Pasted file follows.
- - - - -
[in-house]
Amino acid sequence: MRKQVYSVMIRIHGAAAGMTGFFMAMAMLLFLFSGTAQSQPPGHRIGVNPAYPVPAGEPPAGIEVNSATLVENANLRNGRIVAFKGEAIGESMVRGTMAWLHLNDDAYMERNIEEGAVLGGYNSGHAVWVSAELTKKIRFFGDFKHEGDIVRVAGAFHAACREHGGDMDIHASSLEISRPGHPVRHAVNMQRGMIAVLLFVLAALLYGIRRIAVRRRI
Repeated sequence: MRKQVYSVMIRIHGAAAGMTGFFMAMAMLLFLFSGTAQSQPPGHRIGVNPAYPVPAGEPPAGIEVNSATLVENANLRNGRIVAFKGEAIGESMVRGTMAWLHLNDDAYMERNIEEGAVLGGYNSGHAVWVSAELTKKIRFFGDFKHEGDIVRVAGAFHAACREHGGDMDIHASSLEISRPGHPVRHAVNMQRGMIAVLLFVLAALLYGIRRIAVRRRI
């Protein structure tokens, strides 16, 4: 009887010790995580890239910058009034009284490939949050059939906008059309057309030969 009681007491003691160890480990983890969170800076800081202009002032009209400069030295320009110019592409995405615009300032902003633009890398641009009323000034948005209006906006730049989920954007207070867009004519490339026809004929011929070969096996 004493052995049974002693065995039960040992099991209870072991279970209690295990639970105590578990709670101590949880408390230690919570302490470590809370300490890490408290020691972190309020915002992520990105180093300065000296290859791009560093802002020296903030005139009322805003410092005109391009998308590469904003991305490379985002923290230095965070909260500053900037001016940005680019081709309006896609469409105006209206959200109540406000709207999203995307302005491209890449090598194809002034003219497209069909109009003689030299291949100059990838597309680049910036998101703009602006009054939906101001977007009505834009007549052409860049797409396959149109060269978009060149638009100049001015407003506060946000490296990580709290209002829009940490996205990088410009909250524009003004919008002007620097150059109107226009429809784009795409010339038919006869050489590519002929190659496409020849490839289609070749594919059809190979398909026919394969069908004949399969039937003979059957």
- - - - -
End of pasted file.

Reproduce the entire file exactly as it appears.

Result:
[in-house]
Amino acid sequence: MRKQVYSVMIRIHGAAAGMTGFFMAMAMLLFLFSGTAQSQPPGHRIGVNPAYPVPAGEPPAGIEVNSATLVENANLRNGRIVAFKGEAIGESMVRGTMAWLHLNDDAYMERNIEEGAVLGGYNSGHAVWVSAELTKKIRFFGDFKHEGDIVRVAGAFHAACREHGGDMDIHASSLEISRPGHPVRHAVNMQRGMIAVLLFVLAALLYGIRRIAVRRRI
Repeated sequence: MRKQVYSVMIRIHGAAAGMTGFFMAMAMLLFLFSGTAQSQPPGHRIGVNPAYPVPAGEPPAGIEVNSATLVENANLRNGRIVAFKGEAIGESMVRGTMAWLHLNDDAYMERNIEEGAVLGGYNSGHAVWVSAELTKKIRFFGDFKHEGDIVRVAGAFHAACREHGGDMDIHASSLEISRPGHPVRHAVNMQRGMIAVLLFVLAALLYGIRRIAVRRRI
């Protein structure tokens, strides 16, 4: 009887010790995580890239910058009034009284490939949050059939906008059309057309030969 009681007491003691160890480990983890969170800076800081202009002032009209400069030295320009110019592409995405615009300032902003633009890398641009009323000034948005209006906006730049989920954007207070867009004519490339026809004929011929070969096996 004493052995049974002693065995039960040992099991209870072991279970209690295990639970105590578990709670101590949880408390230690919570302490470590809370300490890490408290020691972190309020915002992520990105180093300065000296290859791009560093802002020296903030005139009322805003410092005109391009998308590469904003991305490379985002923290230095965070909260500053900037001016940005680019081709309006896609469409105006209206959200109540406000709207999203995307302005491209890449090598194809002034003219497209069909109009003689030299291949100059990838597309680049910036998101703009602006009054939906101001977007009505834009007549052409860049797409396959149109060269978009060149638009100049001015407003506060946000490296990580709290209002829009940490996205990088410009909250524009003004919008002007620097150059109107226009429809784009795409010339038919006869050489590519002929190659496409020849490839289609070749594919059809190979398909026919394969069908004949399969039937003979059957």